Methods/Design

We followed the Standard Protocol Items: Recommendations for Interventional trials (SPIRIT checklist) in designing the study protocol (see Additional file 1). As recommended by the MRC framework [26], our project incorporates three of the four elements: development; piloting; and evaluation. Upon positive evaluation, the arriba-PPI tool will be implemented (fourth element of the MRC framework). This study protocol mainly focuses on the evaluation.

Objectives of the study

Our principal hypothesis is that a patient-oriented strategy of medication reduction using the arriba-PPI tool in primary care practices reduces PPI prescriptions by at least 15% in comparison to conventional consultations over a period of six months (see Table 1).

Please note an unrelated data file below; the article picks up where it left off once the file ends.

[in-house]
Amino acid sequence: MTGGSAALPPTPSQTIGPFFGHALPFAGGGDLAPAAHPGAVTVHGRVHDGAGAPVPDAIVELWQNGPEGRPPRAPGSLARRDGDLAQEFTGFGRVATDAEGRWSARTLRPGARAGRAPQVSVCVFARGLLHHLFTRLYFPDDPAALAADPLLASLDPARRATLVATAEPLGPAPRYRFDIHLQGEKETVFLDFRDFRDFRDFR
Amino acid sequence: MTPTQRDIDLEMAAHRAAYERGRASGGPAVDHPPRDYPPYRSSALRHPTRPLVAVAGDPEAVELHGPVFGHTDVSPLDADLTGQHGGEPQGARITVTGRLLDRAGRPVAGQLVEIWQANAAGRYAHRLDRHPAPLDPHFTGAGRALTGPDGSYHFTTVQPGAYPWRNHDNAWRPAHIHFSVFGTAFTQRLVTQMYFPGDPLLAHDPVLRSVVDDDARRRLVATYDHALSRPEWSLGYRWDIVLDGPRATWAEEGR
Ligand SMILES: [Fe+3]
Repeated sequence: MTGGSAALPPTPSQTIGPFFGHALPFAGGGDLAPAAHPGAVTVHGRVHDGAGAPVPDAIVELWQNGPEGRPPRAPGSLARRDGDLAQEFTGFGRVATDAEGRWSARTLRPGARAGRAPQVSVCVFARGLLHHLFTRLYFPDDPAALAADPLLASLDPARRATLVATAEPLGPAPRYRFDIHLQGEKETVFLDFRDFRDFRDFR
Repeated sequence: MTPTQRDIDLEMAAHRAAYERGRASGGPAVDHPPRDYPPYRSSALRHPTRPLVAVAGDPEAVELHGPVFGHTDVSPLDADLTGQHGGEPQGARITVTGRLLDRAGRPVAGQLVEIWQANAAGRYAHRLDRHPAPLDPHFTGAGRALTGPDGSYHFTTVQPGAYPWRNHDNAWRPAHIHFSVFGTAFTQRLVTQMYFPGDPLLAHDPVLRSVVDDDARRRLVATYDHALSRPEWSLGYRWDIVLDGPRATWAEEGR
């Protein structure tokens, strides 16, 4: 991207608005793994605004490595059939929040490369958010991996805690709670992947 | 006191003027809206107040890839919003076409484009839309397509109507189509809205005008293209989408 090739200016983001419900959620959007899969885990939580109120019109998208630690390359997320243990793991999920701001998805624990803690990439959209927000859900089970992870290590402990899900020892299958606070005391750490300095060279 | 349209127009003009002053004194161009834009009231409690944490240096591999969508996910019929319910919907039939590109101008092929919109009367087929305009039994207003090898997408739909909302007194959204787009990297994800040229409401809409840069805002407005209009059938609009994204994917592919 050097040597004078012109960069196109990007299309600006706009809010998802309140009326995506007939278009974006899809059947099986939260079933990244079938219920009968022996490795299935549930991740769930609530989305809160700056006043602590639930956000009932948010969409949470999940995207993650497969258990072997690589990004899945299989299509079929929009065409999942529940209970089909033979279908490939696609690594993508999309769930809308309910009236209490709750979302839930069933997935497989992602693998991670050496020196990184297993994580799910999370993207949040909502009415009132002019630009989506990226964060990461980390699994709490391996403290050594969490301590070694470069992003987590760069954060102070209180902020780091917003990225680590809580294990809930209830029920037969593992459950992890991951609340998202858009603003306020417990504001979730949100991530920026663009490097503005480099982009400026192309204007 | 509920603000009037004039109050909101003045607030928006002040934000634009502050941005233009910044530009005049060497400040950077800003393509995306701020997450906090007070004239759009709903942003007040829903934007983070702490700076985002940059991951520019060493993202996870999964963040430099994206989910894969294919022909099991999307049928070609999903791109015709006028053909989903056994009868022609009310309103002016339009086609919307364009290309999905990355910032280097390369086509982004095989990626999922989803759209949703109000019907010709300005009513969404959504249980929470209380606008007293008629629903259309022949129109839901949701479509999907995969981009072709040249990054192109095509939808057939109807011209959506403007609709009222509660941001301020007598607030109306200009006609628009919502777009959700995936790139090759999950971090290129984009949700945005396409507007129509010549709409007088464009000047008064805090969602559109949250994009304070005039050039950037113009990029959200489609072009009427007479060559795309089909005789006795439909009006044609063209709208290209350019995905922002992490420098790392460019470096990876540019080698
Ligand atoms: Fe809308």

Table 1

PICO research question of the arriba-PPI trial

PICO-Item

Research question

P (patient)

Patients aged ≥ 18 years regularly using PPIs over ≥ 6 months in primary care

I (intervention)

GPs of enrolled patients with access to the arriba-PPI tool

C (comparison)

GPs of enrolled patients without access to the arriba-PPI tool providing care as usual

O (outcome)

Cumulated defined daily doses of PPI per study patient after 6 months

Our secondary objective is to evaluate the effectiveness of the implementation of the arriba-PPI tool in our extension study (6–12 months).

Furthermore, we aim to describe the GPs’ and the patients’ experiences in using the arriba-PPI tool within a primary care consultation in two sub-studies.

Trial design and setting